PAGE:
I have been on a literary odyssey, across the salty spray of the high seas and deep into the finely dissected belly of a beast.
The Moby Dick Big Read is a bold and inspiring online project developed at Plymouth University. It has been an omnipresent part of my existence for 135 days.
The problem: Herman Melville’s classic novel is a seemingly inaccessible tome which is unattractive to most mere-mortal readers.
The aim: to bring this leviathan to the masses
The solution: (1) Sign up 135 fans of the novel including writers, celebrities, musicians, scientists, zoologists, able seamen and er…the prime minister. (2) Record unique audio of each fan exclusively narrating one of the 135 chapters. (3) Sequentially release said chapters to the public on a daily basis for their instant gratification or for future downloadable pleasure. (4) Commission or carefully select 135 artworks to accompany each exclusive audio – from watercolours to stop motion footage, from sculptures to performance art.
The result: a colossal audio-visual feast that brought the whaleship’s exploits into our hearts and our homes.
Personal highlights included the mighty Stephen Fry divulging chapter 10’s homosexual overtones; Cerys Matthews’s gorgeous chapter 132 “The Symphony”, a reading that stops you in your tracks and forces your eyes to close; Benedict Cumberbatch and Simon Callow talentedly tackled chapters 58 and 9 respectively; Sir David Attenborough’s chapter 105 and Rick Stein’s chapter 64 could have been taken from today’s tv highlights which shows, just like most of the chapters, that this is a 150 year old book with eternally prevailing themes; finally, David Rothenburg’s controversial chapter 79 was remarkable for his experimental and refreshing musical take on the work, complete with haunting bass clarinet and sperm whale sounds.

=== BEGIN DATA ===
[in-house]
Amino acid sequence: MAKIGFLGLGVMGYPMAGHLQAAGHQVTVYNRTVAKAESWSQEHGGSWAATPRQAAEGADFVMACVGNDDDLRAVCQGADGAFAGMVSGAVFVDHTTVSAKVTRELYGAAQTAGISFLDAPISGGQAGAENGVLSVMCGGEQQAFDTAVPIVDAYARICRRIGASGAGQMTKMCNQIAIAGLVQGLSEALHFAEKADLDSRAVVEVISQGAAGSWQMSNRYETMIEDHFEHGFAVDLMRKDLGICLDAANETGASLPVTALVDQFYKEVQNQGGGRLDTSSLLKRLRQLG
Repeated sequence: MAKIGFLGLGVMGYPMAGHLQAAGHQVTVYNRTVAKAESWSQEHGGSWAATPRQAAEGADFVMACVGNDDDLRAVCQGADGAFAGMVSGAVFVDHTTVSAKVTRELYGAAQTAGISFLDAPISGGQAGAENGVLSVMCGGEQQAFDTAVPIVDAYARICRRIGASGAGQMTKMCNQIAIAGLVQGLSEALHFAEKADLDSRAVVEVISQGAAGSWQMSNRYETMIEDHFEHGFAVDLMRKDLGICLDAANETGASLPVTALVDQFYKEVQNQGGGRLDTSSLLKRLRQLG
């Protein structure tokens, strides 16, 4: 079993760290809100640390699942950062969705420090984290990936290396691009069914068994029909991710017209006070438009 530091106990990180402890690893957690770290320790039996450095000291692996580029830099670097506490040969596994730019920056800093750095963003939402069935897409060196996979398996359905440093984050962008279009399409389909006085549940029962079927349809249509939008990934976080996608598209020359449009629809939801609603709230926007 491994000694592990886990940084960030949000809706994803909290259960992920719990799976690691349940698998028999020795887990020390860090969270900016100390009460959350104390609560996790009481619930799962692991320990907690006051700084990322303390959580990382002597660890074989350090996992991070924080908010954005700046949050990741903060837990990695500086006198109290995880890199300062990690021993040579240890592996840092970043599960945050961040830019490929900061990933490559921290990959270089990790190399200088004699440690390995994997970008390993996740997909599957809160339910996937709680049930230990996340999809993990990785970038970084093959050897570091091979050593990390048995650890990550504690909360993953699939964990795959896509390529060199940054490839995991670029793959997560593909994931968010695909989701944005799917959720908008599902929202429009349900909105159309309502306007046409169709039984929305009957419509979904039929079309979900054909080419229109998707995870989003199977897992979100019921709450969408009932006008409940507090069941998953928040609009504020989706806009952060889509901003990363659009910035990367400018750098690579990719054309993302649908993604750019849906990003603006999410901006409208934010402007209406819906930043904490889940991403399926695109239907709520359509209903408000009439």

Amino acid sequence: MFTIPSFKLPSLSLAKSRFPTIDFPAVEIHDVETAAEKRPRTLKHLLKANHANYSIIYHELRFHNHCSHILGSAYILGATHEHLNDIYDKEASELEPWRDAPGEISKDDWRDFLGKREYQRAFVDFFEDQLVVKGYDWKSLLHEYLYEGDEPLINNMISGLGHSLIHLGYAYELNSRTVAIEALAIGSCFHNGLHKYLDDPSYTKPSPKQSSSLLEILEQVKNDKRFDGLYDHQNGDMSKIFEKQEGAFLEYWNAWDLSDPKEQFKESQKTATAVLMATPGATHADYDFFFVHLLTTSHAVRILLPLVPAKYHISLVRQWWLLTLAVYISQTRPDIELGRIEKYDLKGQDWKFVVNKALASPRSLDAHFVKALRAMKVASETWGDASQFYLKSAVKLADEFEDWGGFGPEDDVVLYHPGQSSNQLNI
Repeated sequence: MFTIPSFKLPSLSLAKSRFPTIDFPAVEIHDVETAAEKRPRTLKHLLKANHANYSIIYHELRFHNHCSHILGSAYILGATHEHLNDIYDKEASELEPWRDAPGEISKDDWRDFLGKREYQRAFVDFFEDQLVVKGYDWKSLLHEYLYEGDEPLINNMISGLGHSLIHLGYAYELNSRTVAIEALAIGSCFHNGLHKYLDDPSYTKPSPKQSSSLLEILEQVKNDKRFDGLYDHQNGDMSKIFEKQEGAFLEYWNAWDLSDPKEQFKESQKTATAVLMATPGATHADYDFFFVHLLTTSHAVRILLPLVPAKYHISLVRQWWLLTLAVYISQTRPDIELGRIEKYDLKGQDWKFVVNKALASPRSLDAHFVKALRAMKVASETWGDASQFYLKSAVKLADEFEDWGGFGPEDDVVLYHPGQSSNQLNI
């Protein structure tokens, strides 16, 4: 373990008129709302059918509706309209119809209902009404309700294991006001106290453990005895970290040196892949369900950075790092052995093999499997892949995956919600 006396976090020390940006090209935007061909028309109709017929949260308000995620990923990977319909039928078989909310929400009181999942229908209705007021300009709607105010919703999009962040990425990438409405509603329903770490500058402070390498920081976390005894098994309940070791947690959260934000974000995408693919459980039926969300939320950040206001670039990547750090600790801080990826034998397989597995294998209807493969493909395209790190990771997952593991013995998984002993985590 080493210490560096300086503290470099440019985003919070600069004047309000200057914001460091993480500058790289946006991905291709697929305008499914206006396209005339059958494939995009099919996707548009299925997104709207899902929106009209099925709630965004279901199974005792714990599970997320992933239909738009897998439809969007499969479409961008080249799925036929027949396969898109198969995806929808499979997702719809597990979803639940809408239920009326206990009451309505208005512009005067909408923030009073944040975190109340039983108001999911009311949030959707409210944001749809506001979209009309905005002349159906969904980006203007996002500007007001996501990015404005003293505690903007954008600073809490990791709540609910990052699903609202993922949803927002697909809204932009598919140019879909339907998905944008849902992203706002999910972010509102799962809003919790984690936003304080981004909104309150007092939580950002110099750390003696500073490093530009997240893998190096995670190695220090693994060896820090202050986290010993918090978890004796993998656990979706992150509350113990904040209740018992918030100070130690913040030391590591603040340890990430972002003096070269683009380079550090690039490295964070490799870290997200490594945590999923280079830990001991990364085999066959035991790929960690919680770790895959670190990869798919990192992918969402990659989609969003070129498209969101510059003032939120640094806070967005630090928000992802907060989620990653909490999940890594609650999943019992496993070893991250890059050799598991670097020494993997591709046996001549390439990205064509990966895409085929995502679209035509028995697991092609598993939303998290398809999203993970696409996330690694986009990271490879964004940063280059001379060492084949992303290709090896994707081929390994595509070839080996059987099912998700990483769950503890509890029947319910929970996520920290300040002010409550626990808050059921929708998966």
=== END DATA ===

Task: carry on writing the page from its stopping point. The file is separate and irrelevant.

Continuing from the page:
Whilst not all of the readers were natural narrators, each new voice brought a fresh perspective on the Pequod’s men, with a new accent for Ahab or a new angle on the ocean. It was a great reminder of the beauty of verbal storytelling. Spanning 20 weeks, with chapters ranging from 1 minute to 1 hour, I started to feel the tumults of my own life reflected in the mercurial story-lines It was satisfying knowing I was simultaneously sharing in this serialised sensation with my friend, Emma, and the rest of the readers / listeners of the world. We have now reached the end of our voyage but I’d still recommend it to be enjoyed after the event too; you can download the delights here for free: http://www.mobydickbigread.com/
Having obsessed in the hunt for the white whale, I was left bereft at the project’s demise. The daily dose of storytelling captivated me for so long that it’s absence has left a gaping lacuna in my lunch break. I want to digest more monstrous masterpieces and so I take up the reigns of my next literary crusade, with Ulysses on audio download.